Scroll

Teaching our way to success

Share on Facebook Share on Twitter Share on Google+ Share on LinkedIn Share by Email
 

Teaching our way to success.

You will never hear me criticise teachers. Both my mother and mother-in-law were teachers and — touch wood — our education system has served me and my children well over the years.

But it has been a long time since New Zealand was lauded for having one of the best education systems in the world.

Just recently expat Stephen Jennings criticised New Zealand's education system, saying it clearly has major problems and favours children of wealthier families, leaving a "decile divide" not seen in other countries.

He says we are too slow to challenge poor performing teachers; letting them stay in the system for their entire careers with students suffering accordingly.

Education is one of those things you can take for granted. We all go through the school system, and some students do well and go on to have glittering careers. Others don't; but we don't necessarily blame education for their lack of success.

Yet the quality of education is a major determinant of an individual's and indeed a nation's success and prosperity.

A recent Treasury paper noted, "education is an important contributor to raising living standards for New Zealanders. It helps to build a skilled workforce, which is crucial to raising growth and productivity."

I thought about our education system when I recently read a Financial Times article "Why Singapore's kids are so good at maths".

Before moving past the headline, I knew the article would talk of discipline and hours of learning — both at school and after school — and support from parents determined to see their offspring excel.

Sure enough it covered all of that.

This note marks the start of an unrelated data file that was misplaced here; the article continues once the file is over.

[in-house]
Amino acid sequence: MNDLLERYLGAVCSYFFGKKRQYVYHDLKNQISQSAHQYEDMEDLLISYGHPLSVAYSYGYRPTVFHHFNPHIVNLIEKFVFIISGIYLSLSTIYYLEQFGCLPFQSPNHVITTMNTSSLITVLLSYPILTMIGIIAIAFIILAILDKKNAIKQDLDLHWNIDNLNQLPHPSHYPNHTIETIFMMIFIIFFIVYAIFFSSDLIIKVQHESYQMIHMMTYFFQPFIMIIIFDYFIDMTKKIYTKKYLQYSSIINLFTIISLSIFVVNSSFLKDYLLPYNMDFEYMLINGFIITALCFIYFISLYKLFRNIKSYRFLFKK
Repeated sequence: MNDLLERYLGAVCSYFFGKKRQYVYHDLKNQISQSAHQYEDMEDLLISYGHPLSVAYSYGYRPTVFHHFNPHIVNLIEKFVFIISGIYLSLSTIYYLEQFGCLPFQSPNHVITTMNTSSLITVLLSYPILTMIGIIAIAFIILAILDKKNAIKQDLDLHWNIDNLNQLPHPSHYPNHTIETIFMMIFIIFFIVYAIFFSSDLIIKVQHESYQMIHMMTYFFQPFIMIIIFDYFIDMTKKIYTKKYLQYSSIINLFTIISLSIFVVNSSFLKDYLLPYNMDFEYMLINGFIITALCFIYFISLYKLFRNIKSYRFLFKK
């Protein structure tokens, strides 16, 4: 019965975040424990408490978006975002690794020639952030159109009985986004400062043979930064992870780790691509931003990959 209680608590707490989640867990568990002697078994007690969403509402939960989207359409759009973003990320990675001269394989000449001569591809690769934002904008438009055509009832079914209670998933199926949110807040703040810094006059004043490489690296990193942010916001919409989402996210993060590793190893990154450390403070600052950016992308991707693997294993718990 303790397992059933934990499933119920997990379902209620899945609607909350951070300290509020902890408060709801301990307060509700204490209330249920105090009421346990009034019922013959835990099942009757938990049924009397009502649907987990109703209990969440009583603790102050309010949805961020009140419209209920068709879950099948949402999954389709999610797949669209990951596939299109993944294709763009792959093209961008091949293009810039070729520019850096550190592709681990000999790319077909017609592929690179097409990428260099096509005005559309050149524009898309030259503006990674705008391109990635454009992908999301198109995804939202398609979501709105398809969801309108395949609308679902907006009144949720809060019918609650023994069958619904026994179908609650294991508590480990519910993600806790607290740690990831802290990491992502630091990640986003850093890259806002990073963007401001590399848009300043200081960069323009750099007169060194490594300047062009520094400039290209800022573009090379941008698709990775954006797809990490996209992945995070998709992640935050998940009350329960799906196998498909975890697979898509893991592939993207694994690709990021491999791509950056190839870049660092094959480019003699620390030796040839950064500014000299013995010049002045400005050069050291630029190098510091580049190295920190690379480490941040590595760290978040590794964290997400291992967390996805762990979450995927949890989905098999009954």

But it also described aspects of the "Singapore model" which apparently governments around the world are seeking to incorporate into their own approach to teaching maths and science. It is not surprising that governments want to copy the Singaporeans; they have routinely ranked at or near the top in global comparisons of mathematical ability.

In a May 2015 OECD survey, 15-year-old students from 76 countries were tested in their abilities in maths and science. Singapore came first, followed by Hong Kong, South Korea, Japan and Taiwan. New Zealand was in 17th position.

The Singapore curriculum is more stripped down than in many western countries, covering fewer topics but doing so in far greater depth.

An OECD spokesperson noted that the depth of teaching was a crucial factor in Singapore's effectiveness. "When you look at England and the US, their curriculums are mile-wide and inch-deep. Mathematics in Singapore is not about knowing everything. It's about thinking like a mathematician."

Singapore's logic resonates with think-tank The New Zealand Initiative who last year wrote a paper questioning why there hasn't been an improvement in our maths achievement since the introduction of the $70 million Numeracy Project fifteen years ago.

It notes that maths teaching here encourages a range of strategies for solving maths problems, with a greater emphasis on mental problem solving and less on written techniques.

They say this approach has left New Zealand kids being better at applying and reasoning than actually knowing. Asian children are excelling because they first know (the basics of maths) and then apply that knowledge to solve problems.

Far be it for me to suggest how maths teaching should be done. But it does make you wonder, given the importance of maths and science learning to our future, why we're not embracing the methods developed by those who have nailed it.

 

« previous article next article »

Is there anything we
can help you with?